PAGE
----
As many know, Colorado School of Mines is home to people who spend a lot of time on their studies. Studying engineering can often be stressful and time consuming, leaving less room for other external passions than most students would like.
To combat this, the campus features many great outlets to showcase and encourage student talents that reach beyond the scope of math and science. One such outlet is the Creative Arts Club, which meets once a week on Thursdays from 6-8 pm in the EPICS shop behind the Engineering Annex. Anyone can come, be it a new or regular member, regardless of his or her level of artistic talent. Students can drop in for a few minutes, or can spend the whole time working on a masterpiece.
The club is led by its student co-presidents, Cohen Turner and Becky Reeve. It has been around for at least seventeen years and was originally founded when LAIS stopped offering art as a subject.
The function of the club, according to Turner, is “to keep art on campus, to allow students to de-stress, and to let people use a different side of their brains.”
Reeve adds, “Mines often needs a creative escape for its students because school is so focused on science.”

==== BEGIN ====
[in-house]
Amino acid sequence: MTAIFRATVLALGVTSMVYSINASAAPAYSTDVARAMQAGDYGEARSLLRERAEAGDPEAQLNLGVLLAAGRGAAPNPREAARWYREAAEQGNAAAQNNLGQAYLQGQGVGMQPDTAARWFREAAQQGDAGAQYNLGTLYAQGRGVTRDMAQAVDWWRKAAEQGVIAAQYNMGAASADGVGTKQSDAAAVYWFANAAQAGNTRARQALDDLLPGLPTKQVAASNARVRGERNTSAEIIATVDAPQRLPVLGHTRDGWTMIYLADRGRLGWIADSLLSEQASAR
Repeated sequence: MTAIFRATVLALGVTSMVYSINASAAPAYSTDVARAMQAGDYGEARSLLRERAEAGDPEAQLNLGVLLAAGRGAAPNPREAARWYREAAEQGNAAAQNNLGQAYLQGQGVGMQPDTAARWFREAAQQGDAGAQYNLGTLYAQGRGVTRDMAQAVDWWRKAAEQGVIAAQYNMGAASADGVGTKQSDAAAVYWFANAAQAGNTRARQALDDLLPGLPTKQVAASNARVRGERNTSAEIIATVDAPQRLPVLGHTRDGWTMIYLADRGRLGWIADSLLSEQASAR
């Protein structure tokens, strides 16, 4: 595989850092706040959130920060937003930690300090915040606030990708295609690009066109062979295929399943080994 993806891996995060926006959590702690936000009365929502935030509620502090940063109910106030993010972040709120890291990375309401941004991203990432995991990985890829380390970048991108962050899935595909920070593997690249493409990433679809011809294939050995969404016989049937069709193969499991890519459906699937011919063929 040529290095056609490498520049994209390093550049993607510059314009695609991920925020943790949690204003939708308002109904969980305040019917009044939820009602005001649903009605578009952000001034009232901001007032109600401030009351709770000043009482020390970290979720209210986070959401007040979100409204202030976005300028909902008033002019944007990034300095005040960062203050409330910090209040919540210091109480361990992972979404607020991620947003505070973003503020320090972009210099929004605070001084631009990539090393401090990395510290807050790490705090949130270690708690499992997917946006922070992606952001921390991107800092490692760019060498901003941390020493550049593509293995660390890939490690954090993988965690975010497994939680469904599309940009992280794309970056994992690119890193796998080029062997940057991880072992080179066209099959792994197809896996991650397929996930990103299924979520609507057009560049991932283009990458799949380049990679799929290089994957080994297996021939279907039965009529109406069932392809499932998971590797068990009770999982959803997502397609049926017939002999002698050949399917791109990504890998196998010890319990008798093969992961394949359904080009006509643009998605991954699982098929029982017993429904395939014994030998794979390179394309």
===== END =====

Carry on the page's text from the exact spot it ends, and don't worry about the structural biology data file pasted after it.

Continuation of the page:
The club offers many amenities to its members, including a wide range of two-dimensional art supplies. Turner listed a few: “We have pencils, pens, paper, canvas, pastels, charcoals, acrylic and tempura paint, brushes, wood burners, spray paint, and crafting supplies.”
The club also provides a large, private working space in the EPICS shop and opportunities to showcase works to the public. This fall, the club is working with the Mines Foundation and the Welcome Center to set up a rotating gallery to feature artwork created by students. In addition, the club is working in conjunction with Mines and the City of Golden to create two murals; one will be in the EPICS shop, and one will be in downtown Golden. Students will be able to submit design ideas and participate in the process.
Upcoming events that students can look forward to in include face and body painting at the Homecoming Tailgate, and finger-painting and tea on Kafadar during Finals Week. In the spring, there may be some professional artist-led workshops as well.
The club welcomes new faces each week and encourages them to unleash their creativity. Turner calls it “a relaxing environment where you can think creatively and take a break from all the analytical things people do at Mines.”